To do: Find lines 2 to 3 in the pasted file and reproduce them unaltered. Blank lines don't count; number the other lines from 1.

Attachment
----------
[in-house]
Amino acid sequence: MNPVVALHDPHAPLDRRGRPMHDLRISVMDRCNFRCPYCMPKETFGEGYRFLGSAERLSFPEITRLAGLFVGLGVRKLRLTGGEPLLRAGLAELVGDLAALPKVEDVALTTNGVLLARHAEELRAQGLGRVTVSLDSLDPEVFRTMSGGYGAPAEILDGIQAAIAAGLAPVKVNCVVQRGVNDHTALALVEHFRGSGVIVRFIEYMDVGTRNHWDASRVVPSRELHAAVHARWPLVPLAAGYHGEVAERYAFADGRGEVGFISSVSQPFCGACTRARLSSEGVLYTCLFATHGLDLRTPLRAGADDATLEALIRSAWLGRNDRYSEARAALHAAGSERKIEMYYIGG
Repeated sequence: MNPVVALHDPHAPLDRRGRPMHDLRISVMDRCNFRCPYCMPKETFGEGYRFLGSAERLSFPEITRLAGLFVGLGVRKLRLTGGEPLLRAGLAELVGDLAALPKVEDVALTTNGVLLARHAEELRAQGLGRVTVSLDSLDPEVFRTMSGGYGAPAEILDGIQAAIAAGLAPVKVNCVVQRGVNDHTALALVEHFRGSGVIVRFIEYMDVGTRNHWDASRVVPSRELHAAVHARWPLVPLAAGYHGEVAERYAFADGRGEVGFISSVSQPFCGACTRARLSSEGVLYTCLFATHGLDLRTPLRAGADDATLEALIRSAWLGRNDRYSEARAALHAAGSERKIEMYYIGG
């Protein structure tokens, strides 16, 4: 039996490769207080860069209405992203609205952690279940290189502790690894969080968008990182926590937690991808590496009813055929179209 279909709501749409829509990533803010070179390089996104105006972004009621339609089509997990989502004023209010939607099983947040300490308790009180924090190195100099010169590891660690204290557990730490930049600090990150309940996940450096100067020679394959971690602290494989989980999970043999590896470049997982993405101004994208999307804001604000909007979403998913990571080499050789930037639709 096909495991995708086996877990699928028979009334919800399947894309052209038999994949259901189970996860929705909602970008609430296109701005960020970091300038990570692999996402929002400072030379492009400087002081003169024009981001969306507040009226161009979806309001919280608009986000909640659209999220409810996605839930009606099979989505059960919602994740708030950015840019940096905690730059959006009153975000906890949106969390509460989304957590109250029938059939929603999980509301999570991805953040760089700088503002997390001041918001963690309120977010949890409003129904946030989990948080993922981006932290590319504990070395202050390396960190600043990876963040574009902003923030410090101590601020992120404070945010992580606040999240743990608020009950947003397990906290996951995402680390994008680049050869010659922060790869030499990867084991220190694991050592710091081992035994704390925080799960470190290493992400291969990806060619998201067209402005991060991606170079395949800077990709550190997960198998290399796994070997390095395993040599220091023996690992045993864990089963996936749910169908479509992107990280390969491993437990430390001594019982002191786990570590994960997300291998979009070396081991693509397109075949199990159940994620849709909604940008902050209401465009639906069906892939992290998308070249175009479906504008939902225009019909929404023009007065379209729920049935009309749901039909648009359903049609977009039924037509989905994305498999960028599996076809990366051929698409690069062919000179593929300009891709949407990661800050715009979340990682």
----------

Amino acid sequence: MNPVVALHDPHAPLDRRGRPMHDLRISVMDRCNFRCPYCMPKETFGEGYRFLGSAERLSFPEITRLAGLFVGLGVRKLRLTGGEPLLRAGLAELVGDLAALPKVEDVALTTNGVLLARHAEELRAQGLGRVTVSLDSLDPEVFRTMSGGYGAPAEILDGIQAAIAAGLAPVKVNCVVQRGVNDHTALALVEHFRGSGVIVRFIEYMDVGTRNHWDASRVVPSRELHAAVHARWPLVPLAAGYHGEVAERYAFADGRGEVGFISSVSQPFCGACTRARLSSEGVLYTCLFATHGLDLRTPLRAGADDATLEALIRSAWLGRNDRYSEARAALHAAGSERKIEMYYIGG
Repeated sequence: MNPVVALHDPHAPLDRRGRPMHDLRISVMDRCNFRCPYCMPKETFGEGYRFLGSAERLSFPEITRLAGLFVGLGVRKLRLTGGEPLLRAGLAELVGDLAALPKVEDVALTTNGVLLARHAEELRAQGLGRVTVSLDSLDPEVFRTMSGGYGAPAEILDGIQAAIAAGLAPVKVNCVVQRGVNDHTALALVEHFRGSGVIVRFIEYMDVGTRNHWDASRVVPSRELHAAVHARWPLVPLAAGYHGEVAERYAFADGRGEVGFISSVSQPFCGACTRARLSSEGVLYTCLFATHGLDLRTPLRAGADDATLEALIRSAWLGRNDRYSEARAALHAAGSERKIEMYYIGG